Instead of the texting essay, go for “can we meet for coffee later?”. It makes you come across as assured and confident. Plus, when you do make your point, it will be better received.
We already touched on negativity bias but it’s a big one. Your own thoughts and feelings about a situation influence how you interpret events. For example, if you are terrified that your boyfriend will cheat on you, you may act like they already have. If you have an avoidant attachment style, you may push your boyfriend away; act coldly towards them or even end up cheating on them.
Your negativity bias and subconscious fears manifested into reality. Over text, there’s greater room for misinterpretation and negativity bias can sneak in, completely distorting what the words actually say.
Continuing with the above example, if you believe your boyfriend is going to cheat on you and he texts saying “I’m going out with my friends now, I’ll text you when I get home.” You may interpret that as him wanting to cut conversation because he’s going to cheat on you. Your negativity bias awakens your deepest fears and you start acting like it’s already happened. You start preparing a long text.
If you have a tendency towards negativity bias, never, ever, text. I am guilty of this, and it has been my biggest texting downfall. I’m prone to misinterpreting texts, so I avoid texting altogether.
Think of Your Audience
Research has supported the fact that women and men have different communication strategies. According to experts, men are statistically less fond of texting, while women tend to value words, so may be more likely to appreciate a longer text.
As stated in the aforementioned research, men are more likely to view communication as a means to exchange information, while women view communication as a tool to connect with others in their sphere. This was supported in a study conducted by Sheffield Hallam University, which found that men send short texts, most commonly with one to three words, while women send longer texts with more than one topic combined in one text.
In general, I’d avoid ever sending a long text for the reasons stated above. But if you are going to, pick your audience. If you’re sending a long text to a man, it may not be well-received. In fact, according to a cross-sectional study, texting can create anxiety in social relationships, due to the pressure of forced communication. Another study attributed texting to the demise of relationships, particularly amongst young adults.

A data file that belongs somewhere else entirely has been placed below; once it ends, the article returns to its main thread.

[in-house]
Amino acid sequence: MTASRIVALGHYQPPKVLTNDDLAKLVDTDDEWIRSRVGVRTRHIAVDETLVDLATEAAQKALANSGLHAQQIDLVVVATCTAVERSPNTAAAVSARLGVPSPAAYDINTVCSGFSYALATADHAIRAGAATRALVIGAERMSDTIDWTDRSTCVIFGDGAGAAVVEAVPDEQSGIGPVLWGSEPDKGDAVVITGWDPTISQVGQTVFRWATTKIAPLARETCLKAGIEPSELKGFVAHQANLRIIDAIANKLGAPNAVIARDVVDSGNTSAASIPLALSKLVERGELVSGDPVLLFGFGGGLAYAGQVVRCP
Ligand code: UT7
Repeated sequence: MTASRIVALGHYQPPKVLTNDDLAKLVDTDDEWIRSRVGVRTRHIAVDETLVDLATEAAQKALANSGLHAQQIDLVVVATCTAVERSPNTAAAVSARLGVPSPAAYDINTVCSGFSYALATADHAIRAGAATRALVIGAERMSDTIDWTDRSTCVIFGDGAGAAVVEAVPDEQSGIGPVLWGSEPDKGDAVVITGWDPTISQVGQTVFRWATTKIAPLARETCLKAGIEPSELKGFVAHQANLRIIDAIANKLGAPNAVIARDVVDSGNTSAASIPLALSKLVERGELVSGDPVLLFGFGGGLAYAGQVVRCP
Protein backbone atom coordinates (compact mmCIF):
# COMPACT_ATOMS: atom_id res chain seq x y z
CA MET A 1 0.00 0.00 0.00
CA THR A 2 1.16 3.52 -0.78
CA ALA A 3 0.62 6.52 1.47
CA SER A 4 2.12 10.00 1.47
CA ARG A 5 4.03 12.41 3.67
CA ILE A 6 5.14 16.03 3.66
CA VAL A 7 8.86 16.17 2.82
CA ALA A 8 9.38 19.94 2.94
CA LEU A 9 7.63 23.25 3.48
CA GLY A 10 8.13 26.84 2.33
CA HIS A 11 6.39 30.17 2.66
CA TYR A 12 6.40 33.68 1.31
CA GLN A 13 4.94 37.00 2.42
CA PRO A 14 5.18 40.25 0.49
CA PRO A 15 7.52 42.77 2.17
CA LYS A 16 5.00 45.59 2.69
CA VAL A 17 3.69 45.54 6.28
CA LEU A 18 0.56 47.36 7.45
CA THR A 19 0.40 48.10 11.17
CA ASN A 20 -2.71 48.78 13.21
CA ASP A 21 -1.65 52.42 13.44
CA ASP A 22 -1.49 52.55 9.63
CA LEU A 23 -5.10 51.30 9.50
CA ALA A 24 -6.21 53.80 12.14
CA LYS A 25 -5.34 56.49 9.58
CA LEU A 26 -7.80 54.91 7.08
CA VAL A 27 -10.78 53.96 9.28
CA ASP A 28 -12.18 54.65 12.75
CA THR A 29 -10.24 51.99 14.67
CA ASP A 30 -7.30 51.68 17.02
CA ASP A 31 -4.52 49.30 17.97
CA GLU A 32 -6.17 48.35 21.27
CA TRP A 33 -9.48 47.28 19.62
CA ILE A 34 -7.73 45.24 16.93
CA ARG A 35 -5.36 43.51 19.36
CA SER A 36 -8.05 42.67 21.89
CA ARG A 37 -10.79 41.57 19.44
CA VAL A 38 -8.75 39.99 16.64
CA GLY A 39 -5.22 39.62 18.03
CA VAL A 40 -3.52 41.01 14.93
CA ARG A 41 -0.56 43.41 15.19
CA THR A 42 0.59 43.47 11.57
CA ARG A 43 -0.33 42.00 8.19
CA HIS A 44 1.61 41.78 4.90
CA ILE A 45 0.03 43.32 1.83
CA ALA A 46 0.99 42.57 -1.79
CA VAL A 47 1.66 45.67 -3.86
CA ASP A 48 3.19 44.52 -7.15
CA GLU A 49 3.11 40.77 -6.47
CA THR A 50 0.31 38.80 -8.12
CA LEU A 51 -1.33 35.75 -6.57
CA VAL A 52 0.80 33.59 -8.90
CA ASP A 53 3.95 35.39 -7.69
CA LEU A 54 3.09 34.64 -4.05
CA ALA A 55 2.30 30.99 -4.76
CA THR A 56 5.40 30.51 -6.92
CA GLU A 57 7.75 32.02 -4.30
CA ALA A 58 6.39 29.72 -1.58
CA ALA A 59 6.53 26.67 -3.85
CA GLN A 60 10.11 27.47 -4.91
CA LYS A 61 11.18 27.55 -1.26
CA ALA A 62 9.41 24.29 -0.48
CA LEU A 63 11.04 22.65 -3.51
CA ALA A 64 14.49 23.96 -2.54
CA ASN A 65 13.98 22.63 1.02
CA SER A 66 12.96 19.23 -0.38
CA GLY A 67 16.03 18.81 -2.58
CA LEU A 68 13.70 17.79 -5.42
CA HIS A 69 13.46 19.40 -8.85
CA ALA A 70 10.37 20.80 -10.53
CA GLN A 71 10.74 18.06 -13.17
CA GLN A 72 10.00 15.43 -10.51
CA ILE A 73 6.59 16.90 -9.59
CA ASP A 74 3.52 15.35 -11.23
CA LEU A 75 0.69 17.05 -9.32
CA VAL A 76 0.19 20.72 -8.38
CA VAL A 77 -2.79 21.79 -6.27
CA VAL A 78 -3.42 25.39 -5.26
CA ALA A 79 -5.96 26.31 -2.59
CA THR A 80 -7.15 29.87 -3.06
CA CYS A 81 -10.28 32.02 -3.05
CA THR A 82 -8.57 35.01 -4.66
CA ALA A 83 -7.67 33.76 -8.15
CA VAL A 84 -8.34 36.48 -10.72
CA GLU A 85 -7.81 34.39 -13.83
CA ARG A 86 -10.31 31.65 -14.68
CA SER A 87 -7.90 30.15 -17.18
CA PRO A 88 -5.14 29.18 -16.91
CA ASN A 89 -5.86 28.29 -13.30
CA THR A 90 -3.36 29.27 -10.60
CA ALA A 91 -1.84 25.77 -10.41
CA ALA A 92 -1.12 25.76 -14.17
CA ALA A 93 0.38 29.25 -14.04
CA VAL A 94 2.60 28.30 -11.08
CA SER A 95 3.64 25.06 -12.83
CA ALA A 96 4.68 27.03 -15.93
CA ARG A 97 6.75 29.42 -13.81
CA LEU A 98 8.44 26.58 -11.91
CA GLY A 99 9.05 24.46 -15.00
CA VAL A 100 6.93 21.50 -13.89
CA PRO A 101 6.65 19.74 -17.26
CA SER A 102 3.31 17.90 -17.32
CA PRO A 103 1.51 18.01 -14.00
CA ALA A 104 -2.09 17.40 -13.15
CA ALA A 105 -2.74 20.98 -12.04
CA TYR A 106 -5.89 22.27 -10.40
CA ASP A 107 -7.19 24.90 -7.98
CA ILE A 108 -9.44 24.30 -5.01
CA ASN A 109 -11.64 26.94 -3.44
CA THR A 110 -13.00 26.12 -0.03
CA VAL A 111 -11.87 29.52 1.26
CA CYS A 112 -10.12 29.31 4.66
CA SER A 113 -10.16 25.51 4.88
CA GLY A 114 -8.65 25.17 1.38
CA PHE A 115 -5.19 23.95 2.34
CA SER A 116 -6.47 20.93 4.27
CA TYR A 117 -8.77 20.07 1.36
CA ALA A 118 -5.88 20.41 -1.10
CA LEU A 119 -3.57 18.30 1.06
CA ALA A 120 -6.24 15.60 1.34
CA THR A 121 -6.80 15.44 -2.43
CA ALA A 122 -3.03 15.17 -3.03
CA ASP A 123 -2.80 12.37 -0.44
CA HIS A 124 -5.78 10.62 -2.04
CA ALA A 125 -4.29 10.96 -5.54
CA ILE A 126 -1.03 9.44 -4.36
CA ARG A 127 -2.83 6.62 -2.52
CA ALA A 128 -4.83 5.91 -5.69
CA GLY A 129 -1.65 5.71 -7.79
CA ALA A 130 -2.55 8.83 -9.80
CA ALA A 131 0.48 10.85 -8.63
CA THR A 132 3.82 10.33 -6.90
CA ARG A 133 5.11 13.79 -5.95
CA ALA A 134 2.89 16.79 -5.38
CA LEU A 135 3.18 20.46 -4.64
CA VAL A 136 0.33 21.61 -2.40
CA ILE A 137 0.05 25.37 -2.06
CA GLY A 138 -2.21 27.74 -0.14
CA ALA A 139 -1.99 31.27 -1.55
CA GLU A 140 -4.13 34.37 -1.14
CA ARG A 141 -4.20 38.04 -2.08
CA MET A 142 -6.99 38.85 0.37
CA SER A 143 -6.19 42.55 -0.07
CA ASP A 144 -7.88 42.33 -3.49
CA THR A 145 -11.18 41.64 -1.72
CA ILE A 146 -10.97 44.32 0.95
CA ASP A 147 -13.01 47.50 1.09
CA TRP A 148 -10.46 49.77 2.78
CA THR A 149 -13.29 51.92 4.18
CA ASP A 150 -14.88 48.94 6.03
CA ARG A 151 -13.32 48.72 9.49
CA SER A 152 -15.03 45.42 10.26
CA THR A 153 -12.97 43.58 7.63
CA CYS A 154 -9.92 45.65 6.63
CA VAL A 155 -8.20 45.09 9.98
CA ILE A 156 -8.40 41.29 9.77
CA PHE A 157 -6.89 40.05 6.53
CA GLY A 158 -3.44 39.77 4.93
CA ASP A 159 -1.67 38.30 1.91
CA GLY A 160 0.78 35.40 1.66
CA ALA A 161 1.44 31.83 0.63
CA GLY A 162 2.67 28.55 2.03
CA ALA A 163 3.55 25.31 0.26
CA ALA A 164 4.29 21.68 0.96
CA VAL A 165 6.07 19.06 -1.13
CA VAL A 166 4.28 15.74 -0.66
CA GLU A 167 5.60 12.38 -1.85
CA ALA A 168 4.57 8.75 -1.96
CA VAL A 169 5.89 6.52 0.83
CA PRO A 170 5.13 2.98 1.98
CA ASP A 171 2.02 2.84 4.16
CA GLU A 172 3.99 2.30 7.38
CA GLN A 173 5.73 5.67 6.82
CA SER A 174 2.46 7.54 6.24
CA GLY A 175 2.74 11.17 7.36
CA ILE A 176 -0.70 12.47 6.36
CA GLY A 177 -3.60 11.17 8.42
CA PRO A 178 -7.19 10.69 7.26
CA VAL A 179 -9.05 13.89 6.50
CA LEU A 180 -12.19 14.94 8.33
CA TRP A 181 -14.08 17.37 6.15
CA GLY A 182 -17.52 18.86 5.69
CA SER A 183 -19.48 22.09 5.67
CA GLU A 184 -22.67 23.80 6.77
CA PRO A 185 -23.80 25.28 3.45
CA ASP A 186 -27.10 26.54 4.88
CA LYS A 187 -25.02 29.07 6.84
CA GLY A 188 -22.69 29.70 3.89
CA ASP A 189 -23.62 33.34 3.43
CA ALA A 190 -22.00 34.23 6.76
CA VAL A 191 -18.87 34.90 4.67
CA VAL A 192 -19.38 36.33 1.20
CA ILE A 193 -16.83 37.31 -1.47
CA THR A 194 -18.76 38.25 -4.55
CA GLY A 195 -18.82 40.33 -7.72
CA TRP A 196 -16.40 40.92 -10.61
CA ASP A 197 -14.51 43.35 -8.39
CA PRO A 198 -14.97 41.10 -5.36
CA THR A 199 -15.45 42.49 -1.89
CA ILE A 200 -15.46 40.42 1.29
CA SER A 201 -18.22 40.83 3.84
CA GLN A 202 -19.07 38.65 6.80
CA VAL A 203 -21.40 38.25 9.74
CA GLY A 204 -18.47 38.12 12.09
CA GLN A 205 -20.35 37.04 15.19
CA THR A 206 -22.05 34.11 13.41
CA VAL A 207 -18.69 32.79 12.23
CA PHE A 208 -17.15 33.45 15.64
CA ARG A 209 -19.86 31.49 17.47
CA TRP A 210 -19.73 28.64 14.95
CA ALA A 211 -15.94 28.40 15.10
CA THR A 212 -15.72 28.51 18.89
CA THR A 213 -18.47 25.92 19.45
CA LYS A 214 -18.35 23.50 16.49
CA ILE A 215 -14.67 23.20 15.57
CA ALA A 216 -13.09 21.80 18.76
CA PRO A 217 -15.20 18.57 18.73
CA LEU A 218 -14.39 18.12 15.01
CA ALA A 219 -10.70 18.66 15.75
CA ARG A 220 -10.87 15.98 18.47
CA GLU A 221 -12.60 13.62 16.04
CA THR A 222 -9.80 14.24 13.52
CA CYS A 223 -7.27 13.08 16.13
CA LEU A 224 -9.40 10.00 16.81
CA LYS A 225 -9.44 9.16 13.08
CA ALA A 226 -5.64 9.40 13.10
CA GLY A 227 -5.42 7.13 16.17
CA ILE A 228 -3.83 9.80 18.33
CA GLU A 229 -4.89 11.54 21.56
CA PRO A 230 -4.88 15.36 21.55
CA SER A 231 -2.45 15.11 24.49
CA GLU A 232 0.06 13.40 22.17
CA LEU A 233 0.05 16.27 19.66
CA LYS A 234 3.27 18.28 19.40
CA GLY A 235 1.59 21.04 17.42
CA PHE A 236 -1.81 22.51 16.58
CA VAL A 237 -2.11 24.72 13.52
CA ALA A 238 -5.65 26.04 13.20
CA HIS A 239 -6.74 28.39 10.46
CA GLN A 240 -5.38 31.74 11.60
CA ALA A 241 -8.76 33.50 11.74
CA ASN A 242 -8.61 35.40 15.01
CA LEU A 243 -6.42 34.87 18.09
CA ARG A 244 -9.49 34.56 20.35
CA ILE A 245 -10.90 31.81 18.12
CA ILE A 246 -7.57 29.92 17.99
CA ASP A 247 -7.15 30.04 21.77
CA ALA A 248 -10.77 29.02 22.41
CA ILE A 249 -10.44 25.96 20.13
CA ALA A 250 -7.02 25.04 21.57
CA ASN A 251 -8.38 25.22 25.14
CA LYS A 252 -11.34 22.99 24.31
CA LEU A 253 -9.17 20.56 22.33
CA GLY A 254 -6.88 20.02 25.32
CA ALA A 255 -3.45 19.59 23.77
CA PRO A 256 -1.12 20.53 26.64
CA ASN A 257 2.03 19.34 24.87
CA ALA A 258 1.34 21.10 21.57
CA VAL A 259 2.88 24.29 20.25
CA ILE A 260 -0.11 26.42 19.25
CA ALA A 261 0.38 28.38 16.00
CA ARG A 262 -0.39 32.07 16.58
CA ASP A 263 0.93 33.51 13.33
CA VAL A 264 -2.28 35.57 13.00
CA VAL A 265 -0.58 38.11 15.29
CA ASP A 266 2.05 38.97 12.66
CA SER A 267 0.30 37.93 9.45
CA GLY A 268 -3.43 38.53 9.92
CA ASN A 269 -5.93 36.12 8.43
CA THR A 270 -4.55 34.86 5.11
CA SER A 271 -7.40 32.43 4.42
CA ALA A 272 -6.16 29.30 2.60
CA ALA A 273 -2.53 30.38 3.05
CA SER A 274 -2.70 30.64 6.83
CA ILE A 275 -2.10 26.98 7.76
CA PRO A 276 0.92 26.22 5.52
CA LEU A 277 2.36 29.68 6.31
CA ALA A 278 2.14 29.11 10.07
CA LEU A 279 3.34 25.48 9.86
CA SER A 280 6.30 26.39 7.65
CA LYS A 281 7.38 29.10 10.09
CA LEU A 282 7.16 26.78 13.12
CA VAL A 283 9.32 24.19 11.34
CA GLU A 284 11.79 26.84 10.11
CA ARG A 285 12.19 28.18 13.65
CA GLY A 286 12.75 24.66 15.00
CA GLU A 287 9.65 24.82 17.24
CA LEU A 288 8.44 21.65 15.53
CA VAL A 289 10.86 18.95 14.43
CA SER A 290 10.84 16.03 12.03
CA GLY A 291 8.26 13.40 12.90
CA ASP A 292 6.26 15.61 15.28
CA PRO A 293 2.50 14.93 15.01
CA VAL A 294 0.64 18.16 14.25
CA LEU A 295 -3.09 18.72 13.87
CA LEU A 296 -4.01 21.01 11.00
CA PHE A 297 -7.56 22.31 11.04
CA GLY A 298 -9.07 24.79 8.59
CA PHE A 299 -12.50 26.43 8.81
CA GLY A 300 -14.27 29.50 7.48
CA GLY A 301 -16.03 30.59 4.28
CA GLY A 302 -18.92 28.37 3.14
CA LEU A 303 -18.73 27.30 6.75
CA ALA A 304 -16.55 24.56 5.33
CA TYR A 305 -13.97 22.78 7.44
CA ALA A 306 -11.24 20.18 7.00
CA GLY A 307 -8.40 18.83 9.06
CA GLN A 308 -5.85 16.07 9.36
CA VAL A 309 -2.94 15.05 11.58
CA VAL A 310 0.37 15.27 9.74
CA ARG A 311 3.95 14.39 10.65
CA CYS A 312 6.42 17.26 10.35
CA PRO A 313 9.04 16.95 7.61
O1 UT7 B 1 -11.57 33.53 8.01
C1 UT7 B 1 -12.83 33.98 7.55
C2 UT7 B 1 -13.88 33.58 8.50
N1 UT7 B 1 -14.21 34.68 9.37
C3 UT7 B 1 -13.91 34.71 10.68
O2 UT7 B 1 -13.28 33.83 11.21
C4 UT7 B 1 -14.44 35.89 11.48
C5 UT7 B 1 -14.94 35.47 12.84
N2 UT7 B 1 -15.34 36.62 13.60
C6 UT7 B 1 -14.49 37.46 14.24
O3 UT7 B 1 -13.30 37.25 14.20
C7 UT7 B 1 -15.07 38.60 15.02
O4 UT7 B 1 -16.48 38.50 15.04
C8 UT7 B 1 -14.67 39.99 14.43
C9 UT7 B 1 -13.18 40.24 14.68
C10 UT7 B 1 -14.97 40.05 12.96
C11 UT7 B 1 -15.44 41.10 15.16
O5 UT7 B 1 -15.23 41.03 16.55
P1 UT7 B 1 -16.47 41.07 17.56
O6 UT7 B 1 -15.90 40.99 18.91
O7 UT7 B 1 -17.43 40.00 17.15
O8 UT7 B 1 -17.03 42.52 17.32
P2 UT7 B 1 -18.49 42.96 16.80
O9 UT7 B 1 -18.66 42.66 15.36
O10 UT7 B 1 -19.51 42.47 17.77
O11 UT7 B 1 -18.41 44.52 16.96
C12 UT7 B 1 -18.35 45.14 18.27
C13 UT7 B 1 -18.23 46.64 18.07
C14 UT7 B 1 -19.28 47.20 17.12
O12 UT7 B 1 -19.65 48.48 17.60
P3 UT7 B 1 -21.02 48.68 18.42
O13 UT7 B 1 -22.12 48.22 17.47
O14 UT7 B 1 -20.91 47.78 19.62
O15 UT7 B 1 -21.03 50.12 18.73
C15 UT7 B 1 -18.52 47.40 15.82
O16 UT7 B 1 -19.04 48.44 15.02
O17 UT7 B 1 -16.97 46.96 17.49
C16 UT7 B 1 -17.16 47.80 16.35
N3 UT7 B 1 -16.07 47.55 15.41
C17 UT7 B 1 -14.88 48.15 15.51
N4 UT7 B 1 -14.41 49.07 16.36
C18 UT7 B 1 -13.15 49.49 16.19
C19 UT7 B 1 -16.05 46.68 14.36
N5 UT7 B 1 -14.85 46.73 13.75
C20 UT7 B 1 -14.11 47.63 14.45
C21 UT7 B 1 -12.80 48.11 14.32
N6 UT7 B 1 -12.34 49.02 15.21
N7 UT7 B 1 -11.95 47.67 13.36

Of course, these are gender-based generalizations which may not ring true. But it can be helpful to be aware of and respect different communication preferences, for the sake of facilitating healthy and effective communication. If you know someone doesn’t like texting, respect it; and don’t be afraid to ask them!
Etched in Reality, Forever
Sounds pretty morbid, but if you’ve heard of the Gen-Z term ‘receipts’ you’ll know where I’m going with this. If you send a long, heartfelt, over-explaining text about how you feel and why; that vulnerable moment — that is open to misinterpretation — is going to be etched in reality, forever. Plus, you may have sent it in a moment of weakness, and later, with a clear mind, regretted it. But that person still has that message, it still contributes to their opinion of you.
Maybe you don’t care about what people think, and you’d rather live in your truth. For that, I say congratulations. But to me, when I consider the other factors like negativity bias, the inability to portray essential non-verbal factors in your delivery, and the likelihood of it being misconstrued; I’d rather wait to talk in person.
Next time you write out a long text, ask yourself the following questions:
- Is this necessary?
- Have I over-explained my point?
- Can I have this conversation better in person?
- Who is my audience?
Finally, before sending, press backspace until the text has cleared, and call them instead.